Reduce Business Overheads by Improving Energy Efficiency

Posted on Mar 4 2010 - 1:33pm by Peter Millikin

Many British businesses have certainly suffered due to the economic downturn, so anything that can be done to reduce overheads is to be welcomed. Even if your company is lucky enough to not be in that situation, making your business leaner by reducing overheads will still improve profitability.

The majority of modern businesses’ have considerable fixed overhead costs incurred when powering IT. Most offices are equipped with a raft of PCs, MACs, laptops and other associated peripherals which all consume electricity, even when they are in standby mode.

Add in photocopiers, fax machines, other electrical appliances such as fridges and, of course the costs of running plant and machinery and you are looking at a high utility bill. So, follow a few of these tips on effectively and efficiently using your IT resources and other electrical appliances and you will soon be reaping the rewards in the form of reduced overheads.

During office hours, encourage workers to think about how they are using their computers. If spending prolonged periods away from the desk encourage staff to hibernate PCs, MACs or laptops on put them on an idling setting so that they use less energy. Better still, if they are away for a significant amount of time get them to power off their machines altogether.

In addition to doing all you can in the office to raise awareness about how to use computers and electrical appliances you will also find that power utility companies offer business energy management devices and schemes that enable you to understand where you power is consumed and allows you to take positive action to reduce your costs.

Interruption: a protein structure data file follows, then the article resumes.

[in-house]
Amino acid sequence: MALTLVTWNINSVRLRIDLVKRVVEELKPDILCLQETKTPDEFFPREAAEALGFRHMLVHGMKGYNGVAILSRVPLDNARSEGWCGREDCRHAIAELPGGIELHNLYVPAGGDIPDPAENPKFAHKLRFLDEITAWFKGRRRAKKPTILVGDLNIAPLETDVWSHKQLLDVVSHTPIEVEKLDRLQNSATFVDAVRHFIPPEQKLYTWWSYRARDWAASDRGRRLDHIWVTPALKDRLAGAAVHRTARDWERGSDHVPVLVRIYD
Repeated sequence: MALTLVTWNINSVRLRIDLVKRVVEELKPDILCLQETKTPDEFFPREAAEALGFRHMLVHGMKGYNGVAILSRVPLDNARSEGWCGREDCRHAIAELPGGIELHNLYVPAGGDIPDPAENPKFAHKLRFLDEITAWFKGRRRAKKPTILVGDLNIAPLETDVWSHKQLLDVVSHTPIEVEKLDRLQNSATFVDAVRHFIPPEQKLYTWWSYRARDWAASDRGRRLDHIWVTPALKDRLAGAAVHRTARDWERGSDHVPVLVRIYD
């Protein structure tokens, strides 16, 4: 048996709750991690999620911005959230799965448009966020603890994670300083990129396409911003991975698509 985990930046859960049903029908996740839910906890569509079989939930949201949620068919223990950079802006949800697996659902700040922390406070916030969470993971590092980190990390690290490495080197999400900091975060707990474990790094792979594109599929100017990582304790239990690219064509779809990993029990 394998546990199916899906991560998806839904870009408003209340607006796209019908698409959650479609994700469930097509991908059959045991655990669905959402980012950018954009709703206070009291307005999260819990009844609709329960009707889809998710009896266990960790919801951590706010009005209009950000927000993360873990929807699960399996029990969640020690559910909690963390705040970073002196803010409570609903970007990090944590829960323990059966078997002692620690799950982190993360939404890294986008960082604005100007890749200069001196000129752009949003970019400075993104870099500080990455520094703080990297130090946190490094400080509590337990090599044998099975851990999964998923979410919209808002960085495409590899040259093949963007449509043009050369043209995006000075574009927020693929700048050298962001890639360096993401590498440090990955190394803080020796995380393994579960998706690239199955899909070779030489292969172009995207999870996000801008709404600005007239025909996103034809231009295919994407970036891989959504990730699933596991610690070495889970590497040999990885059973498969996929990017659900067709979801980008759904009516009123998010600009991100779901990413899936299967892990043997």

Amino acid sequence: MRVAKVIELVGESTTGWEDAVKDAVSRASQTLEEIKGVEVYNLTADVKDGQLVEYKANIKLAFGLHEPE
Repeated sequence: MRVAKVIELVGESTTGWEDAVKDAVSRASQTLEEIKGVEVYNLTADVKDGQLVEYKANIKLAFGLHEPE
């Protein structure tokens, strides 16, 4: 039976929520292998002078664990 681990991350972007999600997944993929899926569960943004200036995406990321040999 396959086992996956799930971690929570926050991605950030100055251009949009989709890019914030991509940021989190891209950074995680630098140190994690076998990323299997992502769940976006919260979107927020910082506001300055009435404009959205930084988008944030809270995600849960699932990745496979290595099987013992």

This service is offered to enable medium to large-sized businesses achieve their Carbon Reduction Commitment (CRC) which will come into effect in January 2010. It affects businesses that spend over £500,000 per year on electricity, but even if you do not fall into that category you may wish to give serious thought as to whether you can improve the efficiency of your company’s power consumption.

For example, when you leave the office don’t leave your computers and peripherals running overnight. Switch them off altogether or at the very least power off to standby or sleep modes before leaving the office. Unless you run a 24 hour hot-desking operation, your computers will only be required around eight hours per day, so by leaving them on when they are not being used is considerably increasing your utility burden.

Of course, this is merely a very brief overview of what can be done to save energy in the workplace, but there are many websites and relevant government bodies who can advise in depth, and may even be able to offer grants.

Article Source: Author: Paul Buchanan

Read about the Author

Peter has received many accreditation's including many from the Times Online. As founder of You Could Save (2005) and What Stationers (2007) Peter regularly helps consumers and national organisation ‘save money’. He believes that the only successful way to bring people together online is to provide an open marketplace where people can all work together in a friendly, unbiased environment.

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